She is also a steering committee member and African Coordinator for Regeneration International. Her work currently focuses on training, network and awareness building on regenerative agriculture and its role in rejuvenating soils, reversing climate change, rebuilding communities and replenishing the fast dilapidating wealth of society values.
The Spring Prize is a springboard for a tribe of regenerators, a worthy cause for a worthy case. Thank you LUSH
Filipa works for Transition Network, the small charity which aims to inspire, encourage, connect, support and train communities world-wide as they self-organise around the Transition model.
She is a Portuguese forest scientist by training. After 10 years working in EU Institutions and organisations related to sustainable development, she quit her job to dedicate herself fully to the Transition Movement.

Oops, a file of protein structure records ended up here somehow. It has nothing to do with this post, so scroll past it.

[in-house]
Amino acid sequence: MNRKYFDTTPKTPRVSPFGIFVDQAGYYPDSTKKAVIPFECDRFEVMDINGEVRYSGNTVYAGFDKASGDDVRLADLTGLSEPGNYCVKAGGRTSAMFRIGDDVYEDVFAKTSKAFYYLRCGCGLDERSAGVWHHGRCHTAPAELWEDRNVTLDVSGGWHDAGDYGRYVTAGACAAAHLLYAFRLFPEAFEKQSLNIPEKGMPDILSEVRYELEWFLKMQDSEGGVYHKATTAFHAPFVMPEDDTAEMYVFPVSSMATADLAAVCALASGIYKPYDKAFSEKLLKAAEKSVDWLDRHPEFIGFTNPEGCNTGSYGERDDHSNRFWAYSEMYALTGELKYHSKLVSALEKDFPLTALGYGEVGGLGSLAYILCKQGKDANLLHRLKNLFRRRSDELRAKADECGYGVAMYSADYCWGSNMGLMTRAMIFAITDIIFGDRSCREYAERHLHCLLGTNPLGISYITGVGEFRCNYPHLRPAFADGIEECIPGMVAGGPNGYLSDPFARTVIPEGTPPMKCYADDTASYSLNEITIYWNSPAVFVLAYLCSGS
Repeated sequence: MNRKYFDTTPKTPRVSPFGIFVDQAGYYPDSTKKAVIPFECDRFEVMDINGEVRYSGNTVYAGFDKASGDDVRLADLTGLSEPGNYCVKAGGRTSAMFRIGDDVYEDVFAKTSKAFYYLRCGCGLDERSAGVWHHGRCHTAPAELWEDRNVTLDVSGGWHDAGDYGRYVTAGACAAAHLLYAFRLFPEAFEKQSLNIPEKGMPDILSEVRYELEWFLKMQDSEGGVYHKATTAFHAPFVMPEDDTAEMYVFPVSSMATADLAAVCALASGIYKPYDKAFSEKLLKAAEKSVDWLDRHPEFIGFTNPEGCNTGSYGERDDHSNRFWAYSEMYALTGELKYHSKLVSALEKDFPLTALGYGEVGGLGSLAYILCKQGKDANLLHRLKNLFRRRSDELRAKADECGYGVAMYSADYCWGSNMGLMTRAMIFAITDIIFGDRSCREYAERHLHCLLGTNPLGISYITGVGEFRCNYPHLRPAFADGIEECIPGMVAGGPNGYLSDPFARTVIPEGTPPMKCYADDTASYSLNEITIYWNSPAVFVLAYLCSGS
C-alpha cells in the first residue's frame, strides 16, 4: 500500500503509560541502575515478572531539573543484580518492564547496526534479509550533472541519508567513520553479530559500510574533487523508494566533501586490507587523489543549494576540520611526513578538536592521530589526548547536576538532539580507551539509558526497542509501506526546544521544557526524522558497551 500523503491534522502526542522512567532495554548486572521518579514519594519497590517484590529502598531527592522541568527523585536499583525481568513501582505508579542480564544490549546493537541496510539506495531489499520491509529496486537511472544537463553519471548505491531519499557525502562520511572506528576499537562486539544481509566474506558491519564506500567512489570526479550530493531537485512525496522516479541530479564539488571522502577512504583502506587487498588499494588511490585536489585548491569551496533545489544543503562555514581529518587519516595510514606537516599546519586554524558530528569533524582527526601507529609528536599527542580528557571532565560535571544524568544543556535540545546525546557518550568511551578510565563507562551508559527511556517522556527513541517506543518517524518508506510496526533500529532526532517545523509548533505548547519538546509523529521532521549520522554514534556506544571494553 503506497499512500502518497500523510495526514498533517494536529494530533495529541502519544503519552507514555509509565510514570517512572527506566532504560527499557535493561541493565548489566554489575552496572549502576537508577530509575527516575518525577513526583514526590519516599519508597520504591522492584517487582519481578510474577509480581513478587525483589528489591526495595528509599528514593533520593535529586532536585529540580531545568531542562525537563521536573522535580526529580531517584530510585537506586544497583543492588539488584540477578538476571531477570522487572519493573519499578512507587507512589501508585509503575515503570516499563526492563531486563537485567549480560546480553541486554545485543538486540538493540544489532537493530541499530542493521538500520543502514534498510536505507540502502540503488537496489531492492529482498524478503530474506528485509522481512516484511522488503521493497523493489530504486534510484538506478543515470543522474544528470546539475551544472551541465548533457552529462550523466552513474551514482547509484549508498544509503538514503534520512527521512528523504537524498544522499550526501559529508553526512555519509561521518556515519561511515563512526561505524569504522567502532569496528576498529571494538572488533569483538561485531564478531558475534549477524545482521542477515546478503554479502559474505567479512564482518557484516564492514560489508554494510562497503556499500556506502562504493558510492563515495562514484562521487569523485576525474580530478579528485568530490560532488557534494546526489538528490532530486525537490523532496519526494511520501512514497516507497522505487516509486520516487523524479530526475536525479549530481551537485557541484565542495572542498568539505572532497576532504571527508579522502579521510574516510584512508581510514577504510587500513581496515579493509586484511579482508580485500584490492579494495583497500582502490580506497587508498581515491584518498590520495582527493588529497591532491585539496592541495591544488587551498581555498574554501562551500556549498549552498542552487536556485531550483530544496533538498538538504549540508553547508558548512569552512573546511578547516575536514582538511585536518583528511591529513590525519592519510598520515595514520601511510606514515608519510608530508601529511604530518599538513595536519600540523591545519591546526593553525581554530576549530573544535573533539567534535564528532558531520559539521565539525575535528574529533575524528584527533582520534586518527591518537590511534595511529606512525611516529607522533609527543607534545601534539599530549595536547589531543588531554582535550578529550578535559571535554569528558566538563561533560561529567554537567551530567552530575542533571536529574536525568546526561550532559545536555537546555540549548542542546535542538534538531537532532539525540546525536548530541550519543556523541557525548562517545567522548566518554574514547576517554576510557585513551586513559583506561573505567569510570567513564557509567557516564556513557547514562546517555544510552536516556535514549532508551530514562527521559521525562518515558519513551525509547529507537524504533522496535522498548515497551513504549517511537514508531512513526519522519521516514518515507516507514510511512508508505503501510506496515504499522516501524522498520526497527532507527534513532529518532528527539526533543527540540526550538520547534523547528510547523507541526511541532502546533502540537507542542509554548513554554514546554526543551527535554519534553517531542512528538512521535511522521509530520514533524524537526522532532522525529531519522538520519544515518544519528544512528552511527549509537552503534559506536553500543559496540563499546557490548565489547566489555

Filipa is International Coordinator of the Transition National Hubs, exploring with people all over the world how to develop the social infrastructure, collaborative culture and new forms of leadership capable of supporting a distributed movement for social change. She also acts as a bridge between Transition Network and the EU (and other Brussels-based organisations).
She is co-founder of a Transition Initiative in Portalegre, Portugal and initiator of AJUDADA, an experimental community empowerment international event, under the theme of gift economy.
I feel excited and interested to join the Lush Spring Prize judging panel, seeing this as an opportunity to contribute in a different way to the systemic change many of us are dreaming of.
Gamelihle Sibanda is a certified Biomimicry professional.
He fuses his training in civil engineering (BSc Eng. Honours), business (MBA) and biomimicry (MSc Biomimicry) towards creation of a sustainable and regenerative planet; where there is enough for all forever.